According to the liberal New York Times, law schools do a woeful job of preparing students to practice law.

Excerpt:

The lesson today — the ins and outs of closing a deal — seems lifted from Corporate Lawyering 101.

“How do you get a merger done?” asks Scott B. Connolly, an attorney.

There is silence from three well-dressed people in their early 20s, sitting at a conference table in a downtown building here last month.

“What steps would you need to take to accomplish a merger?” Mr. Connolly prods.

After a pause, a participant gives it a shot: “You buy all the stock of one company. Is that what you need?”

“That’s a stock acquisition,” Mr. Connolly says. “The question is, when you close a merger, how does that deal get done?”

The answer — draft a certificate of merger and file it with the secretary of state — is part of a crash course in legal training. But the three people taking notes are not students. They are associates at a law firm called Drinker Biddle & Reath, hired to handle corporate transactions. And they have each spent three years and as much as $150,000 for a legal degree.

What they did not get, for all that time and money, was much practical training. Law schools have long emphasized the theoretical over the useful, with classes that are often overstuffed with antiquated distinctions, like the variety of property law in post-feudal England. Professors are rewarded for chin-stroking scholarship, like law review articles with titles like “A Future Foretold: Neo-Aristotelian Praise of Postmodern Legal Theory.”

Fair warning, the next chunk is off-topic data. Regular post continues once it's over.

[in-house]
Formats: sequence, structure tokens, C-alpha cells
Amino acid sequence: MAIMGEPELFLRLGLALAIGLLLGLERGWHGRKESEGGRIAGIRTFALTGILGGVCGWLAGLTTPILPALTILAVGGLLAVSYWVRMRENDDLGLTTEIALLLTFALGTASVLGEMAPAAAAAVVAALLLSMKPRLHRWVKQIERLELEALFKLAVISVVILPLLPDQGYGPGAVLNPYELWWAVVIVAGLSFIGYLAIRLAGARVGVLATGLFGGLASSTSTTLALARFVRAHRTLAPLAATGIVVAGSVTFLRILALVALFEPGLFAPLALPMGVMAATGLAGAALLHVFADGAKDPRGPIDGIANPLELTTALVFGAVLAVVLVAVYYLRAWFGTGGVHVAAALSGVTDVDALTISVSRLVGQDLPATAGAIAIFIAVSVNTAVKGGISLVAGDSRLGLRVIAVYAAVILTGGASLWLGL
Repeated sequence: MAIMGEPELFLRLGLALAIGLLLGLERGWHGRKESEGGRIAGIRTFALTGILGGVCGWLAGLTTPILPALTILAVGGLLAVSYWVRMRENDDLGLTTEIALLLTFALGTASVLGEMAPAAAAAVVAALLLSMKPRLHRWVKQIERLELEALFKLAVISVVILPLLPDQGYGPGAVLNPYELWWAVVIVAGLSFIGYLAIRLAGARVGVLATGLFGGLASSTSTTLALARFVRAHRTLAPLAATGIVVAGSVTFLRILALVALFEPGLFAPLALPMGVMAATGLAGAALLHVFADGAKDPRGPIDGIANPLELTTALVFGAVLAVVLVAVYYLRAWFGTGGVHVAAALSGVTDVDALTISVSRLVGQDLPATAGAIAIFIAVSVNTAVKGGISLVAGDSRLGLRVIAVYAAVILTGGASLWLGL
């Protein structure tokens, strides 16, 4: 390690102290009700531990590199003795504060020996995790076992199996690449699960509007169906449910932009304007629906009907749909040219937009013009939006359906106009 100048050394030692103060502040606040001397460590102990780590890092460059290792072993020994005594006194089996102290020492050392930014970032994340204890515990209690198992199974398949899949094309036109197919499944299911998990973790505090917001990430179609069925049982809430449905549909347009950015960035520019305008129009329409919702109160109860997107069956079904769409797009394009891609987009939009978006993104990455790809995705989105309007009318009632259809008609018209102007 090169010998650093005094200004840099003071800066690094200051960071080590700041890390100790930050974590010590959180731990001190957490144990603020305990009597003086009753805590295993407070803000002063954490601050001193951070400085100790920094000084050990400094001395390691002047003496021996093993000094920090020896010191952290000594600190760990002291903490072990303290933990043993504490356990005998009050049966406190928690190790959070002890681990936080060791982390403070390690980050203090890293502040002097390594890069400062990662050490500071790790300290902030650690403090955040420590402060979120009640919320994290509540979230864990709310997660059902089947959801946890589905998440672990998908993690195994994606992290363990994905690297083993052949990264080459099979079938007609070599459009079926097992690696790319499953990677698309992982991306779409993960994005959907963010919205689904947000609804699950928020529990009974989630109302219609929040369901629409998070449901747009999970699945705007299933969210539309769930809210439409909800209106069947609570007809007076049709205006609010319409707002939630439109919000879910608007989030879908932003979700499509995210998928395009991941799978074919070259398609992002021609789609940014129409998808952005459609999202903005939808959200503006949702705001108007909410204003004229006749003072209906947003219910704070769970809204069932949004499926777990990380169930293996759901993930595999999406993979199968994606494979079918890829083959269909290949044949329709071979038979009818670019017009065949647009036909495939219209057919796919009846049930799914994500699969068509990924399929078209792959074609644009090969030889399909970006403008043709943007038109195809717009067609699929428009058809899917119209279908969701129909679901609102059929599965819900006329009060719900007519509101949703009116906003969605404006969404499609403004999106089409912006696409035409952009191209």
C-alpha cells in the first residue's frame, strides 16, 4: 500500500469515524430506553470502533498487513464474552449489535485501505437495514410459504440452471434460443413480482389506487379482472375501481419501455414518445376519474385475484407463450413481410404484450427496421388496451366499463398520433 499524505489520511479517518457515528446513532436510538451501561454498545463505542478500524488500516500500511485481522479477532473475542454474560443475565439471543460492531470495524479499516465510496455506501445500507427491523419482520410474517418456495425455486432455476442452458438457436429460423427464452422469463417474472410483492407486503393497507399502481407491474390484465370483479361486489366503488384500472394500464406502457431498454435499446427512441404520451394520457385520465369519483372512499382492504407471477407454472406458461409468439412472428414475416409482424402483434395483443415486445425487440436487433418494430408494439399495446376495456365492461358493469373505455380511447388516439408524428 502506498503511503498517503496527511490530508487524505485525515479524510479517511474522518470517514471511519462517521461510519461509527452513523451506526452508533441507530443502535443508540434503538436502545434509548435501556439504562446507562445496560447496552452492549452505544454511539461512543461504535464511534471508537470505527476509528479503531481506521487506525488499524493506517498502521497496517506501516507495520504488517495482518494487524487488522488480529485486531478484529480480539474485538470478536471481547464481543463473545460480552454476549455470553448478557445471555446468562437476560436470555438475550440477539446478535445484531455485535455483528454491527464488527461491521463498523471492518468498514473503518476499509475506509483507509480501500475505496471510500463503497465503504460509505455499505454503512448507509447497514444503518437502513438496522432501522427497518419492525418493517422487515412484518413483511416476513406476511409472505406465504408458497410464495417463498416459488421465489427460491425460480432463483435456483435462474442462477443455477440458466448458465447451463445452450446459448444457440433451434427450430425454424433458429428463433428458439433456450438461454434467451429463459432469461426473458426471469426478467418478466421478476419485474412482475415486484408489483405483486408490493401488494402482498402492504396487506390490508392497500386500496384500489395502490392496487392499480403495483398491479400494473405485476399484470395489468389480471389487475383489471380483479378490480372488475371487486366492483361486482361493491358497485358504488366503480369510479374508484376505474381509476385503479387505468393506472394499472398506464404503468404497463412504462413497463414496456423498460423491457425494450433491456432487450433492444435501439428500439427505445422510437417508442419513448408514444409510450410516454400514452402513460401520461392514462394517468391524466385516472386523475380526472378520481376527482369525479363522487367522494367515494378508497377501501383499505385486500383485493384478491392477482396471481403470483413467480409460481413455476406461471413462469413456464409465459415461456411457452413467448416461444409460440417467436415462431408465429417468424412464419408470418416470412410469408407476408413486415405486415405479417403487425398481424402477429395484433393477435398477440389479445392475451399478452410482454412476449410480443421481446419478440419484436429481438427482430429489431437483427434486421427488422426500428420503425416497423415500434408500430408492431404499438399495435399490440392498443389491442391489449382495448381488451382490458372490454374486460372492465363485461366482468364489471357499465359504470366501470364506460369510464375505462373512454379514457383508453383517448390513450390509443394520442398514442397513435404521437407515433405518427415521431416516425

So, for decades, clients have essentially underwritten the training of new lawyers, paying as much as $300 an hour for the time of associates learning on the job. But the downturn in the economy, and long-running efforts to rethink legal fees, have prompted more and more of those clients to send a simple message to law firms: Teach new hires on your own dime.

“The fundamental issue is that law schools are producing people who are not capable of being counselors,” says Jeffrey W. Carr, the general counsel of FMC Technologies, a Houston company that makes oil drilling equipment. “They are lawyers in the sense that they have law degrees, but they aren’t ready to be a provider of services.”

[…]Consider, for instance, Contracts, a first-year staple. It is one of many that originated in the Langdell era and endures today. In it, students will typically encounter such classics as Hadley v. Baxendale, an 1854 dispute about financial damages caused by the late delivery of a crankshaft to a British miller.

Here is what students will rarely encounter in Contracts: actual contracts, the sort that lawyers need to draft and file. Likewise, Criminal Procedure class is normally filled with case studies about common law crimes — like murder and theft — but hardly mentions plea bargaining, even though a vast majority of criminal cases are resolved by that method.

[…]“We should be teaching what is really going on in the legal system,” says Edward L. Rubin, a professor and former dean at the Vanderbilt Law School, “not what was going on in the 1870s, when much of the legal curriculum was put in place.”